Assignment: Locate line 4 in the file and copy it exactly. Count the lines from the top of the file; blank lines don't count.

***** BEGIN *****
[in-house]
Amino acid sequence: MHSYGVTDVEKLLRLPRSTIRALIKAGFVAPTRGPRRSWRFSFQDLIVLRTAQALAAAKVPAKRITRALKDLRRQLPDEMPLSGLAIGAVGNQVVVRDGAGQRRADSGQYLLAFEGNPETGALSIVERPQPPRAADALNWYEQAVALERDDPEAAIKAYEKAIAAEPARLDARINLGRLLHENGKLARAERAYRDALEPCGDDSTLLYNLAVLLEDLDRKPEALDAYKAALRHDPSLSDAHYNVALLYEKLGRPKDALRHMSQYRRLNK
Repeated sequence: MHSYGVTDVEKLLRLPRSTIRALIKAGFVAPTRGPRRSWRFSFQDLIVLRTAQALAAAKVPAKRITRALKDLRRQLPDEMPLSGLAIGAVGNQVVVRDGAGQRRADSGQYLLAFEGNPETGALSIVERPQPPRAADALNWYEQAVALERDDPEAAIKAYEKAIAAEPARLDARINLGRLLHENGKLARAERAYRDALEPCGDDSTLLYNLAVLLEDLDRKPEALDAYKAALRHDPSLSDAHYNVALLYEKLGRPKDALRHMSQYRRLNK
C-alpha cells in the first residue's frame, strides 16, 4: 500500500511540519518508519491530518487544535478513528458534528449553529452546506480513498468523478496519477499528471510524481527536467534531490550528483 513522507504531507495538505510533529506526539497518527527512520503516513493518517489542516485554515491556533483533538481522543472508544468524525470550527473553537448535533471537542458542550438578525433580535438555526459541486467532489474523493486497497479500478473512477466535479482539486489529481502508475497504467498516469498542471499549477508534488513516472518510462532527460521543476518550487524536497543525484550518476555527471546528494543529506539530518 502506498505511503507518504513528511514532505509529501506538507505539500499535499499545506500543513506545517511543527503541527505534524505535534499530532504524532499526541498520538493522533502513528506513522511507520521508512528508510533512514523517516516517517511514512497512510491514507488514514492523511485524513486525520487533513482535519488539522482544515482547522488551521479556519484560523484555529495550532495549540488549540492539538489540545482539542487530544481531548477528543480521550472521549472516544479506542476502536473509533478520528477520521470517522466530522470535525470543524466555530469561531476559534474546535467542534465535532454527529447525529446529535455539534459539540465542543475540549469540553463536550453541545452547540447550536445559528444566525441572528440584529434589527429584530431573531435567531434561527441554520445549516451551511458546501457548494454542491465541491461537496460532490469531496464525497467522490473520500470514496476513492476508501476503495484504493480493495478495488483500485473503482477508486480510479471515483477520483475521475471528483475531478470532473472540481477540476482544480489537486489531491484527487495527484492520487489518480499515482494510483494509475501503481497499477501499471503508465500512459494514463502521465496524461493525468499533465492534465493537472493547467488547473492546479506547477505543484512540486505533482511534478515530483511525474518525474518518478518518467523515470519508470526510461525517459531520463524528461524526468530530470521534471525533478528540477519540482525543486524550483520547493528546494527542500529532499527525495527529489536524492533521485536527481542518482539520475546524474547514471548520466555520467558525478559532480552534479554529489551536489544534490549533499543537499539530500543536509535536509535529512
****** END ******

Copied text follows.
C-alpha cells in the first residue's frame, strides 16, 4: 500500500511540519518508519491530518487544535478513528458534528449553529452546506480513498468523478496519477499528471510524481527536467534531490550528483 513522507504531507495538505510533529506526539497518527527512520503516513493518517489542516485554515491556533483533538481522543472508544468524525470550527473553537448535533471537542458542550438578525433580535438555526459541486467532489474523493486497497479500478473512477466535479482539486489529481502508475497504467498516469498542471499549477508534488513516472518510462532527460521543476518550487524536497543525484550518476555527471546528494543529506539530518 502506498505511503507518504513528511514532505509529501506538507505539500499535499499545506500543513506545517511543527503541527505534524505535534499530532504524532499526541498520538493522533502513528506513522511507520521508512528508510533512514523517516516517517511514512497512510491514507488514514492523511485524513486525520487533513482535519488539522482544515482547522488551521479556519484560523484555529495550532495549540488549540492539538489540545482539542487530544481531548477528543480521550472521549472516544479506542476502536473509533478520528477520521470517522466530522470535525470543524466555530469561531476559534474546535467542534465535532454527529447525529446529535455539534459539540465542543475540549469540553463536550453541545452547540447550536445559528444566525441572528440584529434589527429584530431573531435567531434561527441554520445549516451551511458546501457548494454542491465541491461537496460532490469531496464525497467522490473520500470514496476513492476508501476503495484504493480493495478495488483500485473503482477508486480510479471515483477520483475521475471528483475531478470532473472540481477540476482544480489537486489531491484527487495527484492520487489518480499515482494510483494509475501503481497499477501499471503508465500512459494514463502521465496524461493525468499533465492534465493537472493547467488547473492546479506547477505543484512540486505533482511534478515530483511525474518525474518518478518518467523515470519508470526510461525517459531520463524528461524526468530530470521534471525533478528540477519540482525543486524550483520547493528546494527542500529532499527525495527529489536524492533521485536527481542518482539520475546524474547514471548520466555520467558525478559532480552534479554529489551536489544534490549533499543537499539530500543536509535536509535529512